If it is the file content, then I think you are on the right track already. You will need to write it in VBA. I have created a task tracking spreadsheet where it automatically input in today's date upon closing. It would auto update only those entries where there are no dates. If you don't want modification to this, lock the date column and spreadsheet. Other option is if your audience only requires read only, autosave and generate it in PDF.

Originally Posted by Mossman
I need to prove without a doubt that the journal entries were entered on the date indicated.
After reading this again, drop the PDF idea. Can you share who your audience is to prove without a doubt that the journal entries were entered on the date indicated. Are they VP, Other Business Associates, etc... If this is for corporate and internal the firm or is it for legal cases...
 
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Old 07-08-15, 10:46 AM
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I don't think there's any reliable way to ensure fields aren't changed in a Word/Excel document. You can protect certain cells in Excel with a password, but it would be difficult to convince anyone else that you don't have the password stored away somewhere. And even so, the VBA script would need access to that cell, which you could pretty easily override if desired.

I think you'd have to look for a more specific application for keeping journals or engineering notebooks. Something that keeps its own date/time stamps.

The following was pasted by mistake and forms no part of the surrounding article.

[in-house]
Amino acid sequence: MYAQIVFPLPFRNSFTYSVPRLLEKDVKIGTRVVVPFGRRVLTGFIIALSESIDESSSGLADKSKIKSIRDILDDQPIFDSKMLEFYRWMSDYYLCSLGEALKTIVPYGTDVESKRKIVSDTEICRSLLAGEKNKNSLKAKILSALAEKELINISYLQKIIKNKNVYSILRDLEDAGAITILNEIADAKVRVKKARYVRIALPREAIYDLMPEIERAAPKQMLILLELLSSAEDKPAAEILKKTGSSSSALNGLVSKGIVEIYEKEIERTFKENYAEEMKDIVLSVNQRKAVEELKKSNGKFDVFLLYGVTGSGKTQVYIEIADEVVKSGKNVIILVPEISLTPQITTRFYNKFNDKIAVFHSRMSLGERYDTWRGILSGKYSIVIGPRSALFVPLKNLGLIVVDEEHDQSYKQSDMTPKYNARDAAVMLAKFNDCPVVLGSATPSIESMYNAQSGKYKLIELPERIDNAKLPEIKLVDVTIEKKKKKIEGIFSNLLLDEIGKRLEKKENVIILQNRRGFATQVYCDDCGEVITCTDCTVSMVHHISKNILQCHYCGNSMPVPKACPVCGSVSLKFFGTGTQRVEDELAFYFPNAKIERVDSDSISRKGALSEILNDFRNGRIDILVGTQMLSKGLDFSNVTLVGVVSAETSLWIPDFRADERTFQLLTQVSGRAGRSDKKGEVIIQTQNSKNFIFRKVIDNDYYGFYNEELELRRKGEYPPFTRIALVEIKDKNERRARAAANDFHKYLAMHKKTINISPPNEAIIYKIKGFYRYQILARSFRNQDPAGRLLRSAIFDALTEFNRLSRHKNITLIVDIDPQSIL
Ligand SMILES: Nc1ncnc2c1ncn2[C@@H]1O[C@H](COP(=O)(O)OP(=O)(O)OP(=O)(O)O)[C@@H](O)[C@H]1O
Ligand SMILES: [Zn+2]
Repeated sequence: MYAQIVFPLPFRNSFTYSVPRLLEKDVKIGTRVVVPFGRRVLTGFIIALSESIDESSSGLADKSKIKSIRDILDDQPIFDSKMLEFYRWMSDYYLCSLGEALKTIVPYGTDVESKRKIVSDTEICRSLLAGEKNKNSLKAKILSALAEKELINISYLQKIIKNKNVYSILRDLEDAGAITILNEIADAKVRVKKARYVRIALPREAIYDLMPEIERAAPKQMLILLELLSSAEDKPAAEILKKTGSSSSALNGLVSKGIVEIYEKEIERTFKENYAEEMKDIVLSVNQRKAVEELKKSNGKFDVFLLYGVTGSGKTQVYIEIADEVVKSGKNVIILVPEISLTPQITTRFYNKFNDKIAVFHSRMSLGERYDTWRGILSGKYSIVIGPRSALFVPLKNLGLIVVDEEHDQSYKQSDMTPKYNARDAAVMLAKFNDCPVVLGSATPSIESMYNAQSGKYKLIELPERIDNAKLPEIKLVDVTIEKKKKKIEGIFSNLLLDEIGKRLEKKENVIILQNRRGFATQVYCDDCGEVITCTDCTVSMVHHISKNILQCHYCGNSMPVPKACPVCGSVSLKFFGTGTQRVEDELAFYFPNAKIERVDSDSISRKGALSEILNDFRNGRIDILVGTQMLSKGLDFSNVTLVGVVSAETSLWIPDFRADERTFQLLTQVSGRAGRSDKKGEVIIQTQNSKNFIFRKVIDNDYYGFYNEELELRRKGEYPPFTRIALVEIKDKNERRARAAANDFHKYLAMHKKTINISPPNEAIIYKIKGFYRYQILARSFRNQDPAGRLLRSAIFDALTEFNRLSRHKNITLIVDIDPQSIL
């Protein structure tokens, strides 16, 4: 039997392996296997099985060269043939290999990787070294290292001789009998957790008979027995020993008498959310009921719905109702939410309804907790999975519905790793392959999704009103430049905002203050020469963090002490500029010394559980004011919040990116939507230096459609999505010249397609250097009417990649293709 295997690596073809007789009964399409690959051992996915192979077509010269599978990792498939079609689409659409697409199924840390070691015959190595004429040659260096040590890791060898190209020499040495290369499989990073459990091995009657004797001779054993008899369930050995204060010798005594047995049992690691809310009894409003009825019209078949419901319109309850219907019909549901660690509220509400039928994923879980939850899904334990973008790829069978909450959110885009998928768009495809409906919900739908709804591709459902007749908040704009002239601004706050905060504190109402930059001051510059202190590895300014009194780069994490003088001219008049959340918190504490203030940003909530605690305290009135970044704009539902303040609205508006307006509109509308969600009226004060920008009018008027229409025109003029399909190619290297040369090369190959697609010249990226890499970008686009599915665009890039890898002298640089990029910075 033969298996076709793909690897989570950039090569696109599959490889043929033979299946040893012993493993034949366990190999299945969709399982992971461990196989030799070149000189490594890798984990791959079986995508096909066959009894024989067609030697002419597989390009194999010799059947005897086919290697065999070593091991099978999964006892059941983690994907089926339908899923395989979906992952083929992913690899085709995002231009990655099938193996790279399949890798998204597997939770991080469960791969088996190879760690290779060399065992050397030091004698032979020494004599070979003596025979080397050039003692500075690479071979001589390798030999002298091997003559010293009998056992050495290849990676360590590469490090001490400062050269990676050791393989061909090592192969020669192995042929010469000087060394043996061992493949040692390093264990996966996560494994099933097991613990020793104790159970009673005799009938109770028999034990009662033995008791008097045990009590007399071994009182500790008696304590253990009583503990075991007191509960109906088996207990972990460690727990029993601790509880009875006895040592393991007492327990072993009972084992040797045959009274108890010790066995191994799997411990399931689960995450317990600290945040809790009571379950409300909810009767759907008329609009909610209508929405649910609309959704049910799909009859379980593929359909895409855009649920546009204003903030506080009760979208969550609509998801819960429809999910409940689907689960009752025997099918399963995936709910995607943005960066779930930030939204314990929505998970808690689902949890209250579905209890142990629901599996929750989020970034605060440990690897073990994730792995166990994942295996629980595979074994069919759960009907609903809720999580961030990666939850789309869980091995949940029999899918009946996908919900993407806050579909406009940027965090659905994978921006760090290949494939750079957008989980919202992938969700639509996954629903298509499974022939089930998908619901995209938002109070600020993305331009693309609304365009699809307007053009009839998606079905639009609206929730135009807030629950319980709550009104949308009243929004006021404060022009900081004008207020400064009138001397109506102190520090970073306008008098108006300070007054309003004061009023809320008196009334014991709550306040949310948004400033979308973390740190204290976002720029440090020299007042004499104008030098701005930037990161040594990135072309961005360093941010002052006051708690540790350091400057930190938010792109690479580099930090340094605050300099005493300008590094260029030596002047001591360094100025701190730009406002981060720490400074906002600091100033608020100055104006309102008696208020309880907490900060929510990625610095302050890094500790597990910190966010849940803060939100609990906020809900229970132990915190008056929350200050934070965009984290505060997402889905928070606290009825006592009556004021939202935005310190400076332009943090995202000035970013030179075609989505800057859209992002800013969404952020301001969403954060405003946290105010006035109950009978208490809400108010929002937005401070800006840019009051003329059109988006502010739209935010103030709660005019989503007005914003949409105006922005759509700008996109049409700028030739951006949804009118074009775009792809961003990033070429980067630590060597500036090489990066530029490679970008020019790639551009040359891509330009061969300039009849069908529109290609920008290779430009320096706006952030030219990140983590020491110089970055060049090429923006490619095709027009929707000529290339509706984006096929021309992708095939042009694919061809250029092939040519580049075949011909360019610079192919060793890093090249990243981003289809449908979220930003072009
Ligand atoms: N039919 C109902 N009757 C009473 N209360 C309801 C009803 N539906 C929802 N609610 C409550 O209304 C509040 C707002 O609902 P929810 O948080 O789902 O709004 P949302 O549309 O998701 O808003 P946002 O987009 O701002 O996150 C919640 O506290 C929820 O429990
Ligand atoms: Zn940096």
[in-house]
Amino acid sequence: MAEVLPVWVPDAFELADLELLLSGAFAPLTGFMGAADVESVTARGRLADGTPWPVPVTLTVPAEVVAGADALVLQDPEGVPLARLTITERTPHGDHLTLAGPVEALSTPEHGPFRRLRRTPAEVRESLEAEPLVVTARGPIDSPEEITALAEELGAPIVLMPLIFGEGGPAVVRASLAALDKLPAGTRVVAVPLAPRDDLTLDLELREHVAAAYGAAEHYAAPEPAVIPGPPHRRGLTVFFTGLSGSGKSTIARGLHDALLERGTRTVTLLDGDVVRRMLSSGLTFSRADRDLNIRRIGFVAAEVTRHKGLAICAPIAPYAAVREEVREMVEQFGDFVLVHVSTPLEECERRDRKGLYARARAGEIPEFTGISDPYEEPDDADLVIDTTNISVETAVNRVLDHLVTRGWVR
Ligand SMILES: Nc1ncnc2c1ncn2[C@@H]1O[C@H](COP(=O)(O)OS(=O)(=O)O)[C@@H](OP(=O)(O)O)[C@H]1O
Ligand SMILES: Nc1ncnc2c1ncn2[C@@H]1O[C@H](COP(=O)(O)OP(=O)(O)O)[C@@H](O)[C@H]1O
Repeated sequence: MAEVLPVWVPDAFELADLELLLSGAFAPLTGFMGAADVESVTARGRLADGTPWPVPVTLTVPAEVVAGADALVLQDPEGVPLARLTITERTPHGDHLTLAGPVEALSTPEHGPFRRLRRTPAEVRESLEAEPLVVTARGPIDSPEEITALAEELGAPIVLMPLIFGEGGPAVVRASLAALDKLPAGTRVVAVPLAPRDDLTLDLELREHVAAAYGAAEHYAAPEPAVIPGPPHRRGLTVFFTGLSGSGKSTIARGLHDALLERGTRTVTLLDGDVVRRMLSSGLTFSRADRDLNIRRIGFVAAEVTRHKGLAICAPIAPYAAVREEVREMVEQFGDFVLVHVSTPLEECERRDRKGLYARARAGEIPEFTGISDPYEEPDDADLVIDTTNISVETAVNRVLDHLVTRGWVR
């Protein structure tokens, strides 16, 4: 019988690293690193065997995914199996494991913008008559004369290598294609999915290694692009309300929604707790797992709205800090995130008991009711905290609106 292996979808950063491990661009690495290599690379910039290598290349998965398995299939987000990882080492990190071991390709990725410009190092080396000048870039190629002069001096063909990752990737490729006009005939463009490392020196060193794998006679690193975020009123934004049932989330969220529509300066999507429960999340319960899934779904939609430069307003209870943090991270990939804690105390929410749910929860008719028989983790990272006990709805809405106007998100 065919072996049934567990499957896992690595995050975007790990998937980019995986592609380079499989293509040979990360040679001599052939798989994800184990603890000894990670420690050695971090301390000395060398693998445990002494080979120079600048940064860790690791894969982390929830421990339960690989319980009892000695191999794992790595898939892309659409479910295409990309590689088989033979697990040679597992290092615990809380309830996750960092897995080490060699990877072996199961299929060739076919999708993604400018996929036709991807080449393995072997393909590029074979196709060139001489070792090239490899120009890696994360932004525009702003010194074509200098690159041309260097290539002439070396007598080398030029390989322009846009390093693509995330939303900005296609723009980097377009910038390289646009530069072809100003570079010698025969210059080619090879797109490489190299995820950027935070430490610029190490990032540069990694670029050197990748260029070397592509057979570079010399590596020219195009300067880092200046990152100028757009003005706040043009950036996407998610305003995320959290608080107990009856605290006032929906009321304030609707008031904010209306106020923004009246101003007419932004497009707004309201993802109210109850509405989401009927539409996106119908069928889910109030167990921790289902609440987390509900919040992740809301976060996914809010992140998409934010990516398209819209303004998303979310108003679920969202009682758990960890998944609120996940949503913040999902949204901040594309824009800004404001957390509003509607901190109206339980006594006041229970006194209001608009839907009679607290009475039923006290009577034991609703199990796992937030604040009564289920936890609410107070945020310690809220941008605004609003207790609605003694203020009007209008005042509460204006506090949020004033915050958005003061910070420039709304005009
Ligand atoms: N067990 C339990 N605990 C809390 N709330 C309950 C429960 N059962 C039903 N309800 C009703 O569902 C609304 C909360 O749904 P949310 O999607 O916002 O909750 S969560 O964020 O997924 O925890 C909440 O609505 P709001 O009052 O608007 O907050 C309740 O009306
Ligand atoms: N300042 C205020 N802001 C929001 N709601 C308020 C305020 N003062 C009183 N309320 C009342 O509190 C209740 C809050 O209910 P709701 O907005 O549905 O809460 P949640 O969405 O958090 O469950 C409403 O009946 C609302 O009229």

You also have to consider what your requirements are. If it's an internal kind of project, you might be able to convince your team to agree that the dates are not easily changed. If you're planning that this may have to stand up as evidence in court, you'd probably be better off printing it off on a daily/weekly/monthly basis and signing and dating it.

Hope this helps!

-Mike
 
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Old 07-08-15, 06:16 PM
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IMHO it seems to me you want something more like a data base management application. Stamping time-of-data-entry and time-of-entry-modification are pretty standard options I believe. And I donít think editing of the time stamp after the fact is typically a featureĖ but Iím really not 100% certain. I think you can edit data but the time stamp is done by the DB management software.

Thus, you would share the data base with your end users and they would have confidence in the data chronology. (But I admit, when I used to do software I only had passing familiarity with DBMS).

I think some of the DBMS software can be set to pick up the time from one of those Internet time Services. I think some of the Oracle stuff can do that. Might be a little more involved than you wanted but it seems to me thatís the kind of stuff you need if you really want independent verification as to precisely when you journaled specific information.
 
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Old 08-12-15, 02:47 PM
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Thank you very much for the feedback!